Softening in the microwave?  Great idea!  I had never heard that one and am ready to try it, unless…see Rose’s answer to the suggestion that she try the microwave approach.

“That will depend heavily on how the rest of my day has gone. The technique I employed to get into the squash this time was oddly therapeutic.”

The Recipe

Facebook folks asked for the recipe, which she shared:

Permission to Share

Final note:  I sought permission from Rose the Mighty Squash-Quasher to share this event and the Facebook conversation .

You have the intrepid heart of warrior! Kudos for winning the squash war and bringing the gourd to its culinary knees. The recipe looks super-yum. Can I put this escapade in my blog? Oh please?

She said yes.

Copyright 2017 Glover Gardens Cookbook

Call This Baby (Carrot) Ugly

Epicurious sends a message every day, just for me (and their umpteen zillion other subscribers).  I usually don’t have time to read it right away (or ever, sometimes), but today’s caught my eye.  It listed their top ten stories of 2016, and as a food blogger, I was interested to see what generated the most interest.  They introduced the list:

Cooking made us happier in 2016 (there’s proof!), and so did these stories, which are our ten most loved, clicked-on, and shared stories of the year.

They’re all interesting, and I’ve provided the link to the online version at the end of this post.  But the one that stood out was #6 on the list, “The Case Against Baby Carrots”  by Adina Steinman.

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Here’s the scoop: baby carrots aren’t babies at all!!!  They are full-grown carrots masquerading as cute, younger, fake versions of themselves after some vegetable-style cosmetic surgery.

Sez the story, which is subtitled “Why Baby Carrots are Evil”:

Baby carrots are in fact full-grown carrots, whittled down into earplug-shaped cylinders. They aren’t sweeter, fresher, or younger than the bunches of carrots they’re sold alongside. In fact, they’re often made from older carrots, hence the starchy, not-very-sweet flavor you get from some bags.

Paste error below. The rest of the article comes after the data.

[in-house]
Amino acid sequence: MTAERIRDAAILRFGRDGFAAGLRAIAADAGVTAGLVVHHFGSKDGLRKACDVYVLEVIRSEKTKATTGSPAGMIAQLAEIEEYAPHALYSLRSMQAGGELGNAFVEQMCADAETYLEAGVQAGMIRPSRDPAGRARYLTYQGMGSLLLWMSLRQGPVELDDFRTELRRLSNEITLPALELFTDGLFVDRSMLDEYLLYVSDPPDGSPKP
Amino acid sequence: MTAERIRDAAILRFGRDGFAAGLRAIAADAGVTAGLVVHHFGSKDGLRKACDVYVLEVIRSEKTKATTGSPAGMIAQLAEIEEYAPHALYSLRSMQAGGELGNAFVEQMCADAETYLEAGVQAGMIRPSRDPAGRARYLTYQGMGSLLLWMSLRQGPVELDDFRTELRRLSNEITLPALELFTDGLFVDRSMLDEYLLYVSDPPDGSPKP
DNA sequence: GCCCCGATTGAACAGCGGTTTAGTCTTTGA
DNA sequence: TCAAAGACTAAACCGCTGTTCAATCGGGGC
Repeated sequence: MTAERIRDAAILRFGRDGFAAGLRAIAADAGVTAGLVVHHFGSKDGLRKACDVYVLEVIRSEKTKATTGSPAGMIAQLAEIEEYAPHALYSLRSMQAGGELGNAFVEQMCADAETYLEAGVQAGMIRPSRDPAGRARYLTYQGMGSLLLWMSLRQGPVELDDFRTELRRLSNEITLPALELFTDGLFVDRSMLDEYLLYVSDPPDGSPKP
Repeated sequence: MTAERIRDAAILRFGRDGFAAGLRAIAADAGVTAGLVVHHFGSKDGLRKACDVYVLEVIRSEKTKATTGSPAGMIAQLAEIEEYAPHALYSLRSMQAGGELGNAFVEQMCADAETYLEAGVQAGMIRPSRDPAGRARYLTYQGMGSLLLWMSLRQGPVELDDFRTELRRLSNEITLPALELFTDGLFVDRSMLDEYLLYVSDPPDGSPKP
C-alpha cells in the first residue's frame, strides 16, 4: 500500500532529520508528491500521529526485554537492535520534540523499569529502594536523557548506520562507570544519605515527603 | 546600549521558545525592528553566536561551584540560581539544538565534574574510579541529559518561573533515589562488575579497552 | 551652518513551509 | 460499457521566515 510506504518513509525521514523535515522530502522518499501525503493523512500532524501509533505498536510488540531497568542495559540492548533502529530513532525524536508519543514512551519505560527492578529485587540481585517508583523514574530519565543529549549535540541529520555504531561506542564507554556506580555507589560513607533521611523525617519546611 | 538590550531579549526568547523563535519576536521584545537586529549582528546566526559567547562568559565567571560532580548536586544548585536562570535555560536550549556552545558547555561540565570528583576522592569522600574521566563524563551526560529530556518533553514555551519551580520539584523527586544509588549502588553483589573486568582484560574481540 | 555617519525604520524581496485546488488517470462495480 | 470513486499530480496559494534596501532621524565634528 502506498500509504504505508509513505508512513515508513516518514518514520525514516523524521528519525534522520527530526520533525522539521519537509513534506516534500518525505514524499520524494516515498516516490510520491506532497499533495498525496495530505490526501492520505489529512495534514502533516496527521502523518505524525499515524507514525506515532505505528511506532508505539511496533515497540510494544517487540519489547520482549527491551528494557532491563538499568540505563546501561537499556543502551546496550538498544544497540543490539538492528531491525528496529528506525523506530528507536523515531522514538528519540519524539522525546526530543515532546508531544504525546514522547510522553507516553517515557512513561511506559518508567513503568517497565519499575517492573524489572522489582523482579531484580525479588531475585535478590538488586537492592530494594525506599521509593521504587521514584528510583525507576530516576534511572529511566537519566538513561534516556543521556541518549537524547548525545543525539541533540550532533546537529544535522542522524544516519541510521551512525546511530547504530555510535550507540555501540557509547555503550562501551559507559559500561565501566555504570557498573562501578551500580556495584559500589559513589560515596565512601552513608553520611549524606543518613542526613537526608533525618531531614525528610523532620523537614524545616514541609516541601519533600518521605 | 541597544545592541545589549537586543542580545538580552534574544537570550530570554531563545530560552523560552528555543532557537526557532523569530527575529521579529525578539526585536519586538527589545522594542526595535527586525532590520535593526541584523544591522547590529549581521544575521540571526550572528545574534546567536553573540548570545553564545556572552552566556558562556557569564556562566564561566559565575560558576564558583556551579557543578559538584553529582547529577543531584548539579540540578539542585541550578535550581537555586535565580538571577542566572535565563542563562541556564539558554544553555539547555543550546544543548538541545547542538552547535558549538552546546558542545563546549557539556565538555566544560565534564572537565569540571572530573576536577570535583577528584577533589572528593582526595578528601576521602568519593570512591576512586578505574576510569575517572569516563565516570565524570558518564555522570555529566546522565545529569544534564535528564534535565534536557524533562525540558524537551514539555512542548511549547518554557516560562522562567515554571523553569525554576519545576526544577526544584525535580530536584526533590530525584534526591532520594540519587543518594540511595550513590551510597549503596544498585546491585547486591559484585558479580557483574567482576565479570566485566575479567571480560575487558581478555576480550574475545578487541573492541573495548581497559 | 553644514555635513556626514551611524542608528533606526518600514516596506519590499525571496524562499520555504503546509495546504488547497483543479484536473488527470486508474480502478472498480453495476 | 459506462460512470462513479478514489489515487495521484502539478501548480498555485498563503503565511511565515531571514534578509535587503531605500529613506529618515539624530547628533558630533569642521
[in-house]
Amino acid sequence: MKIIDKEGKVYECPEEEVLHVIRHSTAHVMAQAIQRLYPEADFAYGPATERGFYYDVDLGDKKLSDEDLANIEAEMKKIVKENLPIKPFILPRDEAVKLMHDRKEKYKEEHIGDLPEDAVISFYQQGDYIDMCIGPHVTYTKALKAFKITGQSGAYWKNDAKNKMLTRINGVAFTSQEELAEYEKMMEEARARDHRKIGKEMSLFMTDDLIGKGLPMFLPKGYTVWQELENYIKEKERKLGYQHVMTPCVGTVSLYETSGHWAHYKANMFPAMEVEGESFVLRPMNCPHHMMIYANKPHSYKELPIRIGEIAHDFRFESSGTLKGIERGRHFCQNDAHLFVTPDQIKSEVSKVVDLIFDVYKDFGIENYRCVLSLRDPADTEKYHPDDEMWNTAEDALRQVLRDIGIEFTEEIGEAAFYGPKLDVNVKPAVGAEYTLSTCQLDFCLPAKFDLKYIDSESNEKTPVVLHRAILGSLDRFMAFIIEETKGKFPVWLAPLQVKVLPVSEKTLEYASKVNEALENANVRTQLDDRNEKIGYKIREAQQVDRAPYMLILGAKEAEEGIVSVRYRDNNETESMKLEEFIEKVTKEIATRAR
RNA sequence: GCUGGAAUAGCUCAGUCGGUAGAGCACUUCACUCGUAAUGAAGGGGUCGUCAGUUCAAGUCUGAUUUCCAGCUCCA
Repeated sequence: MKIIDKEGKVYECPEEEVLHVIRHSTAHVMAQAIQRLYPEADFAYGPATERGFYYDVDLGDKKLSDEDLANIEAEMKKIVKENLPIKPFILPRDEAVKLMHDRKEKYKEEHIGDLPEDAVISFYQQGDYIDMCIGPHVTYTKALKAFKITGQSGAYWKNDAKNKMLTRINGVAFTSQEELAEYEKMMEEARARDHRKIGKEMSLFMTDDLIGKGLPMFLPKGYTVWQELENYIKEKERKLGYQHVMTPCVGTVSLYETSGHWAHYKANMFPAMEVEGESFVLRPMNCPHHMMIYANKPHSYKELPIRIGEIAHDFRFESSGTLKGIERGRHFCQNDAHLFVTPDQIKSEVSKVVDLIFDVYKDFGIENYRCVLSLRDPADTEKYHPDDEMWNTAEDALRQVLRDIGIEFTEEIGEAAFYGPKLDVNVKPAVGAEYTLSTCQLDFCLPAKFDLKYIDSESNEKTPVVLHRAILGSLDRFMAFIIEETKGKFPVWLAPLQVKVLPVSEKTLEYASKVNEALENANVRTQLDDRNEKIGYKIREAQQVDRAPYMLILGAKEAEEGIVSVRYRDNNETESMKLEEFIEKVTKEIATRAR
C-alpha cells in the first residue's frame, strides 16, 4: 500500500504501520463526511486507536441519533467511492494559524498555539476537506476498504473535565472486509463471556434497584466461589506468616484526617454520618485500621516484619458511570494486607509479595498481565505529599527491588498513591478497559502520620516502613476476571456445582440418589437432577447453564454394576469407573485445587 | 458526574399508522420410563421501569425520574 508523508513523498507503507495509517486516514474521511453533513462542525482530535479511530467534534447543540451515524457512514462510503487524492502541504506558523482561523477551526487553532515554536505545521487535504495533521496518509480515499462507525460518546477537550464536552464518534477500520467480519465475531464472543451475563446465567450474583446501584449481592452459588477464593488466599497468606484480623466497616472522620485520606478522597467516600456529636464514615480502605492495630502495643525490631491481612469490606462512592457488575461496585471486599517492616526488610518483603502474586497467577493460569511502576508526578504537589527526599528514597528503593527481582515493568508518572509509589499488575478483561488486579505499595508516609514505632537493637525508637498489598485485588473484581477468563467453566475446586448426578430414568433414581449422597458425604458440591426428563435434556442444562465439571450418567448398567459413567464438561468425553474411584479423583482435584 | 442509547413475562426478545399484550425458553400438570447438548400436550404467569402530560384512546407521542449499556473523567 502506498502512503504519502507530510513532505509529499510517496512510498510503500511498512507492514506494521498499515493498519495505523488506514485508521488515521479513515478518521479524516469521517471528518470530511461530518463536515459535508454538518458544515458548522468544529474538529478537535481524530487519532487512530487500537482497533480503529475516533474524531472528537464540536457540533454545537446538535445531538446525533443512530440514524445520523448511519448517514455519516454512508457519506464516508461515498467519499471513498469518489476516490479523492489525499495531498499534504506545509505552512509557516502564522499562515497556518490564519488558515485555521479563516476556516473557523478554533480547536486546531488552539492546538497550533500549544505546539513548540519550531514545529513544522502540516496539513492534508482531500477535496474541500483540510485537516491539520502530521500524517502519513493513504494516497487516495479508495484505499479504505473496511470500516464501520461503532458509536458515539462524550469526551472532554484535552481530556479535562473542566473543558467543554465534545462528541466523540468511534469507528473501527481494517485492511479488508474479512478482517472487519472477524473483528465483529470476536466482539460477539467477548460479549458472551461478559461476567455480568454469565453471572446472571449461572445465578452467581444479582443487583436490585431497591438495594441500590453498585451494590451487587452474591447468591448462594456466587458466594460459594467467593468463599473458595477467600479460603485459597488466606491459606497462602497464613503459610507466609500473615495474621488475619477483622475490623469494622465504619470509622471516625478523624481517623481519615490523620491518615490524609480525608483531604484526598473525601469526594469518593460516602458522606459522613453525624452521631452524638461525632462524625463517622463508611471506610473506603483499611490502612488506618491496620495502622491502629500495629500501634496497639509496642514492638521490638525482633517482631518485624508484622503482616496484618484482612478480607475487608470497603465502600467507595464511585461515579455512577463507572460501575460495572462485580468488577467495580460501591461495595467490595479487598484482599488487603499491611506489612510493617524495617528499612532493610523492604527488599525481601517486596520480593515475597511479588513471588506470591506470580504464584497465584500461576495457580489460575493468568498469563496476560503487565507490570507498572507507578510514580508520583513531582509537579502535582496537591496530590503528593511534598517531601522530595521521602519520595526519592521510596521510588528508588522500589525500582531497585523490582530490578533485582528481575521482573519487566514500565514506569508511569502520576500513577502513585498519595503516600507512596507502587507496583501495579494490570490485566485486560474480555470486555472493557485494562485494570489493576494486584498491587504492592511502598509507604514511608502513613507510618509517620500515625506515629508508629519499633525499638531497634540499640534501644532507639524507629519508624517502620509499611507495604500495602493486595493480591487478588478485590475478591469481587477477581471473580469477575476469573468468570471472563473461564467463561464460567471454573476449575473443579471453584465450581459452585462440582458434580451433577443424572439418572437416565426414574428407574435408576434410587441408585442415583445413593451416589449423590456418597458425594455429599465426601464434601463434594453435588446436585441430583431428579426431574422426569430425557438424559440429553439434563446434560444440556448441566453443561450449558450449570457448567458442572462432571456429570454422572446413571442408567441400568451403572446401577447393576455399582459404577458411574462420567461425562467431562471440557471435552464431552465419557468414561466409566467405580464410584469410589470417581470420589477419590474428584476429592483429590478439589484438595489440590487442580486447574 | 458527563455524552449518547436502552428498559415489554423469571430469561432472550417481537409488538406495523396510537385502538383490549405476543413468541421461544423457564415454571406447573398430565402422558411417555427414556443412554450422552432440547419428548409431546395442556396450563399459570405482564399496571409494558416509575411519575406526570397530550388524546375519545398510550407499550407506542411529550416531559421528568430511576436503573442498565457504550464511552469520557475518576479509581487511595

It’s an outrage, and as the writer says, these carrots are pure evil.  I will never, ever buy these manually-midgeted carrots again.  I have no idea why I didn’t realize they were a sham, but from today forward, I am committed to peeling the authentic full-grown versions.

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Beautiful, authentic, full-grown and unmodified carrots – the real deal

In honor of the noble, full-sized root vegetable, here is a picture and a recipe that a friend of mine brought to a wine party, made with beautiful heirloom carrots.  They are tossed with sumac and mint, topped with toasted pistachios and served on a bed of marvelous whipped feta.  They were delicious!

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My friend’s heirloom carrots on their bed of feta, topped with pistachio goodness

Here’s how it looks in the magazine where he found the recipe.

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Photo from Shape.com by Sang An

New year’s resolution: no more baby carrots!!!

Links:

 

Copyright 2016, Glover Gardens Cookbook

Found Recipe: A New Holiday Sweet Potato Favorite

We love our holiday food classics here at Glover Gardens, but it is also fun to mix it up a bit.  At Thanksgiving this year, my Aunt-Mom (there’s a story for another time) did just that with these wonderful sweet potato “stacks” she found in Cooking Light.  Yum!  And look how attractive they are.

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These sweet potatoes were just right – not sweet and just the right savory level.  And the serving size is excellent.  Photo by Frank Harvell (AKA my Dad).

My Aunt-Mom says she doesn’t like to cook but is really, really good at finding great new recipes.  This one can be found online at Cooking Light’s site here:  Sweet Potato Stacks with Browned Butter.

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Photo for Cooking Light online by Jennifer Causey